Where were you when Robert Kennedy was shot? (June 6, 1968)

Where were you when Alison Krause, Jeffrey Miller, Sandra Scheuer and William Schroeder were shot? (May 4, 1970)

In memoriam...

Tin soldiers and Nixon coming,
We're finally on our own.
This summer I hear the drumming,
Four dead in Ohio.

Gotta get down to it
Soldiers are cutting us down
Should have been done long ago.
What if you knew her
And found her dead on the ground
How can you run when you know?

Gotta get down to it
Soldiers are cutting us down
Should have been done long ago.
What if you knew her
And found her dead on the ground
How can you run when you know?

Tin soldiers and Nixon coming,
We're finally on our own.
This summer I hear the drumming,
Four dead in Ohio
Four dead in Ohio
Four dead in Ohio
Four dead in Ohio

Monday, April 19, 2010

Two American Photographers

In the last couple of weeks, I’ve discovered two photographers whose work has just blown me away—Robert Adams (born 1937) and Andrew Moore (1957). Their work is very different—Adams is more a landscape photographer, while Moore seems drawn to urban settings, with some emphasis on urban decay. But both of them have created works of immense beauty.

I saw a review of Robert Adams’ book Summer Nights Walking, a recent republication and expansion of his 1985 book Summer Nights, both published by
Aperture, which is virtually a guarantee that the technical aspects of the book, and its physical appearance, will be perfect. Aperture’s website describes the book as follows:

Illuminated by moonlight and streetlamp, the houses, roads, sidewalks, and fields in Summer Nights, Walking
(Aperture/YUAG, September 2009) retain the wonder and stillness of the original edition, while adopting the artist’s intention of a dreamy fluidity, befitting his nighttime perambulations. The extraordinary care taken with the new reproductions also registers Adams’s attention to the subtleties of the night, and conveys his appeal to look again at places we might have dismissed as uninteresting. Adams observes, “What attracted me to the subjects at a new hour was the discovery then of a neglected peace.”

These black-and-white photos, shot in Colorado in the 1970s and 1980s, lead you through a community you’ve never seen, and make you a part of it. His other images take you through an American west that is endlessly interesting. His images are generally uncluttered, with a clear central focus; they are always sharply observed; the viewer, even one seeing a familiar setting, sees it differently, changed. A recent exhibition at the
Fraenkel Gallery in San Francisco focuses on trees—stumps, seedlings, (what looks to me like a clear-cut) mountainside, mature trees…again, an American landscape transformed by how it is viewed.

Andrew Moore has worked, it seems, largely in color. His recent exhibition at the Akron Art Museum, is the basis for his book
Detroit Disassembled. This is a stunning collection of a city in the midst of collapse, with images from the industrial heart of the city (photographs of Ford’s River Rouge plant, Fisher Body, the old Packard Motor Car Company plant), to municipal buildings, to civic landmarks to the neighborhoods. It’s interesting to contrast his photographs of the Rouge (e.g., on pp. 9 and 13) with the extremely elegant photographs in Michael Kenna’s The Rouge. Kenna worked in b&w, and his images are understated, the decline and decay less obvious behind a foreground of strength and solidity.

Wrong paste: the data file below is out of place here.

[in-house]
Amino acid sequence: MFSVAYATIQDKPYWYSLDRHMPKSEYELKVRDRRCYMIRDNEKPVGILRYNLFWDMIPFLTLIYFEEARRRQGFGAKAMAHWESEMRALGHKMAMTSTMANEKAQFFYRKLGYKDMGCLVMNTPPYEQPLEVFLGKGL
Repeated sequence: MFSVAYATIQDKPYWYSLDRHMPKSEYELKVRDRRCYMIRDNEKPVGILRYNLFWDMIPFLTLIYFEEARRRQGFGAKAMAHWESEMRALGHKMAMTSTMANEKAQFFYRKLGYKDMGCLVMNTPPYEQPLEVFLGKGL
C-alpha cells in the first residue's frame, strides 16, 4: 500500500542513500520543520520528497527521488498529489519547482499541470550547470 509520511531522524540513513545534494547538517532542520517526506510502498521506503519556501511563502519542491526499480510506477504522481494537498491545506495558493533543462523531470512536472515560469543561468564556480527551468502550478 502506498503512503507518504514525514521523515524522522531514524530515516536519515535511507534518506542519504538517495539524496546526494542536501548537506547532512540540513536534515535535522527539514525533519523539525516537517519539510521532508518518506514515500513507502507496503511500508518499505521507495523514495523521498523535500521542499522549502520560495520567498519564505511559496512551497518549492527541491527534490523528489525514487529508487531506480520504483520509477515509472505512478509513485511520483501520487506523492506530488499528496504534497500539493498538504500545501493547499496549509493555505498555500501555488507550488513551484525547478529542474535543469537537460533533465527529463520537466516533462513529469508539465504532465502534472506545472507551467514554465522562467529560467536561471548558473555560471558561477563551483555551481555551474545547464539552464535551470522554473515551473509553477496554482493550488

Moore takes us inside, shows us the rusting equipment, the empty factory space, bare of equipment and people, stretching, it seems, almost to infinity. Two struck me with special force. The first is an office at the former Ford headquarters building (p. 31), with what appears to be a sumptuous green carpet, but may be, you realize, sumptuous green mold. The second is an elegant brick building, obviously abandoned (p. 103), when you note the homeless man in the entryway. It’s the University Club of Detroit, once the locus of upper-middle-class power in the city, now covered with vines, in red, yellow, and green.

But throughout the book I saw images that arrested me—an old, classic movie palace turned into a parking deck; a (closed) library branch, with carousels of paperbacks still there…

Take a look yourself, at the work of both of these photographers, and be prepared to have your way of seeing changed.

Friday, April 9, 2010

Bob Dylan's Greatest Hits (Volume I)

I was doing my usual today, driving down I-65 for a couple of hours, for which I need music of my own for the 90 minutes or so I'm out of range of decent radio (no sattelite radio for me yet). I'd brought along Bob Dylan's Greatest Hits, which I played. (Man, is than one short CD--35-40 minutes, max). Ten songs, which are (albums, with links, in parentheses):

"Rainy Day Women #12 & 35" (Blond on Blond)
"Blowin' in the Wind" (The Freewheelin' Bob Dylan)
"The Times They Are a-Changin'" (The Times They Are a-Changin')
"It Ain't Me Babe" (Another Side of Bob Dylan)
"Like a Rolling Stone" (Highway 61 Revisited)
"Mr. Tambourine Man" (Bringin' It All Back Home)
"Subterranean Homesick Blues" (Bringin' It All Back Home)
"I Want You" (Blond on Blond)
"Positively 4th Street" (not previously released on an album)
"Just Like a Woman" (Blond on Blond)